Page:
Date Posted: October 2010
Through the Troubled Assets Relief Program (TARP) bailout, the government took a controlling interest in a number of companies that remain publicly traded. There is significant prior debate over the consequences of government control of private-sector resources, but the present dynamic of government ownership through voting equity in publicly traded equity is fairly novel in the modern U.S. economy. This Article considers how the government is likely to put political pressure on firms taking bailout support through its equity voting power to cater to politically influential interest groups.
This Article first explores a number of instances of government pressure at bailed-out firms that have worked in favor of politically influential interest groups. It then explains the process by which this occurs through a novel contribution to public choice theory. This contribution treats rent-seeking as a two-step process by which government-controlled firms use their politically conferred rents to subsidize transfers to interest groups. The Article also examines the incentives facing bureaucrats in overseeing the government’s investment.
This Article then considers the constraints of administrative law and reveals how in this context they offer little remedy against the public choice conflicts of government-controlled firms. In part this is due to the exceptions to administrative law constraints found in the bailout legislation, but in larger part it is due to the fact that the government’s power is often implicit in this context.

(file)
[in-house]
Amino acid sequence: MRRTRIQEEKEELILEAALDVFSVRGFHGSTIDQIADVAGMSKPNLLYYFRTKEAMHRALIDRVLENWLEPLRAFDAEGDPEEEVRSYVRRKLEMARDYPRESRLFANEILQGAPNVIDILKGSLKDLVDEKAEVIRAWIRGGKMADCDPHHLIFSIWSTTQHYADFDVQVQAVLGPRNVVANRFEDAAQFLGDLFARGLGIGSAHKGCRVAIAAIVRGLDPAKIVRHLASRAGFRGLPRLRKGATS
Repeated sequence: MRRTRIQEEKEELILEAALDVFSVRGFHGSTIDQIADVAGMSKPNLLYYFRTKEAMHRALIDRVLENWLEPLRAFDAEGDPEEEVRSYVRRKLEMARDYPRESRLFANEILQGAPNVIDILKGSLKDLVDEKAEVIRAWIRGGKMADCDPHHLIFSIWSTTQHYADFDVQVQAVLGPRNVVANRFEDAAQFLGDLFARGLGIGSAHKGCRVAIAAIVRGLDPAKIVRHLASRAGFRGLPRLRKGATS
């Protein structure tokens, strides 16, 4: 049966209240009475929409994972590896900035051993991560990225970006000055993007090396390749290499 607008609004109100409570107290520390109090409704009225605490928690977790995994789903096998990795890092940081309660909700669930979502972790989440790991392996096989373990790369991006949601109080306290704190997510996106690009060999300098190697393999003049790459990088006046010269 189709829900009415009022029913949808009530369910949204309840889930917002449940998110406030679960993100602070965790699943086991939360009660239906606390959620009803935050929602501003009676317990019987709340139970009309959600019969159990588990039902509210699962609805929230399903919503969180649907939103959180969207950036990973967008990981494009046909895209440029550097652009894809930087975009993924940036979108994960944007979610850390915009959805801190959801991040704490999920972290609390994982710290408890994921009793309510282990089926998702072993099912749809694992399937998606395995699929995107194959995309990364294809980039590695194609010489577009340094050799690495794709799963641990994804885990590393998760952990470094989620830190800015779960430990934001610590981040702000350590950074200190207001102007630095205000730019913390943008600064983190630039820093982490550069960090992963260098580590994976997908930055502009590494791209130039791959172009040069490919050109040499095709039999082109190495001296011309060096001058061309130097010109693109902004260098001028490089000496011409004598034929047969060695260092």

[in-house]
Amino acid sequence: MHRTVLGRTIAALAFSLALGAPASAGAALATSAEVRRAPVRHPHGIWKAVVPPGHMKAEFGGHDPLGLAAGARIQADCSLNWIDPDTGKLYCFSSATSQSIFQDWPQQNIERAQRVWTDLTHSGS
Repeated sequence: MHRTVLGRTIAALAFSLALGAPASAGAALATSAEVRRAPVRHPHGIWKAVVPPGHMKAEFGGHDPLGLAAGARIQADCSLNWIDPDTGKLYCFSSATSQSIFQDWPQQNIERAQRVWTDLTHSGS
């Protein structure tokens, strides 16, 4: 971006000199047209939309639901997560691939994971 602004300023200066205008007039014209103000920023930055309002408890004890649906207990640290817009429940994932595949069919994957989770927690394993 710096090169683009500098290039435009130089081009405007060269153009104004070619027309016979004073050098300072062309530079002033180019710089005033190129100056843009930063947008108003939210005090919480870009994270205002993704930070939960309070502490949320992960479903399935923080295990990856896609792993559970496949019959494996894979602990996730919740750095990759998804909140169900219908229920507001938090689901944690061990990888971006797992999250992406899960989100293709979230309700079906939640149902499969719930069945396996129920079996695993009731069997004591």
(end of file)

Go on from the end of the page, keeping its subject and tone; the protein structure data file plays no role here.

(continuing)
This Article closes with an examination of the TARP Recipient Ownership Trust Act, which would house the government’s investment in a number of trusts governed by independent trustees, which among other provisions is designed to serve as a buffer between political pressure and private industry. This Article also offers criticism of a counter-proposal from Professor Emma Coleman Jordan, issued through the Center for American Progress, that requires nomination of “public directors” to the Boards of bailout recipients who are accountable directly to the government.
The result is a thorough understanding of how public choice theory offers some predictions for how the government will use its controlling investment in bailout recipients and an understanding of whether, and to what extent, properly designed trusts can limit some of these costs.